Now, something similar to this was said in a study about a year ago. The University of Illinois at Chicago did a study of the only Walmart in Chicago and said that job creation was negligible. In response, Walmart commissioned Mari Gallagher to do her own study. Gallagher found that the original study was flawed. For instance, the original study found that Walmart job gains were off set by the job losses from other retailers that left.
Gallagher found that UIC didn't take into account the stores that replaced these retailers and the jobs that brought.
Alderman Moore claims that Walmart doesn't make anything and so it doesn't create jobs. Of course, by this logic, no retailers ever create jobs. There are a lot of companies involved in the business process and simply making the underlying product is not the only way to create jobs.
The Sun Times has an editorial about all this today.
The study's anti-Wal-Mart conclusions don't add up.It all comes as the proposed Walmart in Pullman Park continues to work its way through the legislature and continues to draw controversy.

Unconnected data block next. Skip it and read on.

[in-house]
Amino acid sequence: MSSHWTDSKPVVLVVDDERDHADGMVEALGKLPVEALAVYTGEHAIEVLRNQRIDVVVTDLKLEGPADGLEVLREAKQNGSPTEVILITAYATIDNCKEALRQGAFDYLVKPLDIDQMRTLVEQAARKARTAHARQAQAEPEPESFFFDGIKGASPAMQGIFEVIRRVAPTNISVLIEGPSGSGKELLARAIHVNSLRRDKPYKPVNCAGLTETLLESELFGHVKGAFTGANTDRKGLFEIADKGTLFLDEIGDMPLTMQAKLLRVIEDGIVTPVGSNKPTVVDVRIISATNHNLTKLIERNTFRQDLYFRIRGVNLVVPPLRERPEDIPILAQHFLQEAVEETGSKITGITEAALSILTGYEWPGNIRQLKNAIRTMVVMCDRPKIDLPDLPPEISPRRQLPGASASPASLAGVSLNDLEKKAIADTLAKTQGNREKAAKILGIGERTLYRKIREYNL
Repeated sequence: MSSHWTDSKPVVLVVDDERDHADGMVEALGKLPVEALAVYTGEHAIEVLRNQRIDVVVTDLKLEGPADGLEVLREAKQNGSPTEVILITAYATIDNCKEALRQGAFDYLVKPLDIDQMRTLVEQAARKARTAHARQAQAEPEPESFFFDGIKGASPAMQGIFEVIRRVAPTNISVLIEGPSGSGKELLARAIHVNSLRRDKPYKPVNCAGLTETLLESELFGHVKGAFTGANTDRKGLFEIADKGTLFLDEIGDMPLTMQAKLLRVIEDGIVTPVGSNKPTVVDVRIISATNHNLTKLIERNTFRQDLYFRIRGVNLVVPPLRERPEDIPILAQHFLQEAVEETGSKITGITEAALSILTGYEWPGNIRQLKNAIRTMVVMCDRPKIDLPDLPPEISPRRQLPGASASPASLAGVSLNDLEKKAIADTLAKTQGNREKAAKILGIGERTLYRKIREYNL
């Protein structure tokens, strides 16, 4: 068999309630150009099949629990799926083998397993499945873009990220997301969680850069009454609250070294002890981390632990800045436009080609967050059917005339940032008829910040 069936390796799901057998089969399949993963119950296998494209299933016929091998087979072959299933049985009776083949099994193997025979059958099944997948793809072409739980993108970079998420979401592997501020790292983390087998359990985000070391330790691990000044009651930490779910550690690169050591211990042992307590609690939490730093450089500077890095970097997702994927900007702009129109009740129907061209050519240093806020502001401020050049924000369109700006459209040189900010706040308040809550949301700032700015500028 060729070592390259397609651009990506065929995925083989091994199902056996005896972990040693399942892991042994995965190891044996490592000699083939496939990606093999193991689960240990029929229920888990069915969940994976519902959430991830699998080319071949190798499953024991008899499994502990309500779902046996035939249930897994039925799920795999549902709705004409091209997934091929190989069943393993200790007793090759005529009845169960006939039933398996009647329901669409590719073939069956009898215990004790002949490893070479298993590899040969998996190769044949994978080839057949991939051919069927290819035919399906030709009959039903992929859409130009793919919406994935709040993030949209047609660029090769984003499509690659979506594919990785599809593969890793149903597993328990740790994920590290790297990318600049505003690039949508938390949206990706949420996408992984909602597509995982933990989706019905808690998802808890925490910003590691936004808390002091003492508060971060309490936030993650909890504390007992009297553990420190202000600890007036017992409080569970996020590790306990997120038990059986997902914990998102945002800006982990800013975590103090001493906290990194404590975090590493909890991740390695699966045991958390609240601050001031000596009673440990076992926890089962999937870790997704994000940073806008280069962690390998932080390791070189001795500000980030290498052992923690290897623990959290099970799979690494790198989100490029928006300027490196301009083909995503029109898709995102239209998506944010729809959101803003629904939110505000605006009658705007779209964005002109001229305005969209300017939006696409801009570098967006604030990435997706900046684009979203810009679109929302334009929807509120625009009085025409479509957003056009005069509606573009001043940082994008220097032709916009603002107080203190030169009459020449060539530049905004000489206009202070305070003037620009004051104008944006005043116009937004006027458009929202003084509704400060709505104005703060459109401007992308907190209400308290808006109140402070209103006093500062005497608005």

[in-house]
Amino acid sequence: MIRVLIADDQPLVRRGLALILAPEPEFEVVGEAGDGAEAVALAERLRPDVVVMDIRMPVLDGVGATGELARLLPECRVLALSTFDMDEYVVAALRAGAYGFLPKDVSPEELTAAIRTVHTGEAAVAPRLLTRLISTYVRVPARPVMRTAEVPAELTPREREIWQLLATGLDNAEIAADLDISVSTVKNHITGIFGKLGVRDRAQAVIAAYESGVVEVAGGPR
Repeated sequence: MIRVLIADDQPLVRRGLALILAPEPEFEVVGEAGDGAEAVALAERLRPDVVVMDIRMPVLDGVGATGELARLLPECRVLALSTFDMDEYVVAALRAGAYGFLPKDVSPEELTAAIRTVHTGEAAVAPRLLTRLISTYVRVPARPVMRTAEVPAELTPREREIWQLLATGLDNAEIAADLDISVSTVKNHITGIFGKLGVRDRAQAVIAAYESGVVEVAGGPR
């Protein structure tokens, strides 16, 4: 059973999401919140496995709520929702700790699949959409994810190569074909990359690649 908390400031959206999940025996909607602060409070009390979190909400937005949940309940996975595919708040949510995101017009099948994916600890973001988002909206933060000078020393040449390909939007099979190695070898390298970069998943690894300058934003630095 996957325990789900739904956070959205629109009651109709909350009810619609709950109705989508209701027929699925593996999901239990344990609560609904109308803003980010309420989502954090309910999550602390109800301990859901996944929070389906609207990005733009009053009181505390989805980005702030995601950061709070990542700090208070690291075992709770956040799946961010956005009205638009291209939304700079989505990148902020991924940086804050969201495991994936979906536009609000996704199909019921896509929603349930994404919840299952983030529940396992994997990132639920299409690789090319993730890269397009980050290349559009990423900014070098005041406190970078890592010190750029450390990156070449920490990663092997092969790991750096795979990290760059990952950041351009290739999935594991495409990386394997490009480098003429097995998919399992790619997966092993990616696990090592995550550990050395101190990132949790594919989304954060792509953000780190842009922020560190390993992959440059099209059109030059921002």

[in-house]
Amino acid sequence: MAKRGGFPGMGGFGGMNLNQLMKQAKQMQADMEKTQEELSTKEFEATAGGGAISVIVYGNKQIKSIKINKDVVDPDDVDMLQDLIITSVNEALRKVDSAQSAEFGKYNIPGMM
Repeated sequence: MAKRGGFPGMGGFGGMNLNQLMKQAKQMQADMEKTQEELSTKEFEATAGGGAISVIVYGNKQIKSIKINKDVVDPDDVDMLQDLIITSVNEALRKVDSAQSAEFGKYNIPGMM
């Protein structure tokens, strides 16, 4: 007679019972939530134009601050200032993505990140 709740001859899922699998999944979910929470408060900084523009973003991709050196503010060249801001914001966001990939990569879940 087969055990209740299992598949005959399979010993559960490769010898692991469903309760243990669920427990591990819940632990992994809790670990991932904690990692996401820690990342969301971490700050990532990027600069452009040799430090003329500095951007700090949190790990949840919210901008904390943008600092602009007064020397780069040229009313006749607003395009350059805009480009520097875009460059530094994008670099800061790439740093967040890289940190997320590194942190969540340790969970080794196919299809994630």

On Thursday, the City Council Zoning Committee, short on votes, once again deferred a vote on a massive development on the Far South Side that would include Chicago's second Wal-Mart, giving Chicagoans more time to analyze this study, as well as all things Wal-Mart.
First, let's take a careful look -- and quickly dismiss -- this flawed study by researchers at Loyola University Chicago and the University of Illinois at Chicago.
Though pegged as the first urban analysis of Wal-Mart's impact on local businesses and jobs, the study turns out to be little more than a cheap shot at Wal-Mart.
The underlying data are weak, even if the researchers' forceful conclusions are not.
In other words, their conclusions are no conclusions at all.
To supporters, the 148,000-square-foot store would be a much-needed source of jobs in an area of the city plagued by poverty and unemployment, an oasis in a food desert without a major supermarket and a first step toward revitalizing the Ninth Ward, which all involved agree has seen shopping and dining options dwindle over the past few decades.
The project’s opponents argue that Walmart would pay low wages while doing its best to deny its employees the right to unionize. They charge that the 24-hour superstore would drive out of businessthe few neighboring retailers that do exist and make the revitalization of the area’s local shopping districts that much more unlikely.
At its May 19 meeting, the Pullman Civic Organization asked its membership whether to support the project. The vote was tied 19-19, with the tie broken by the group’s president, Drew Sexton, who strongly supports the project.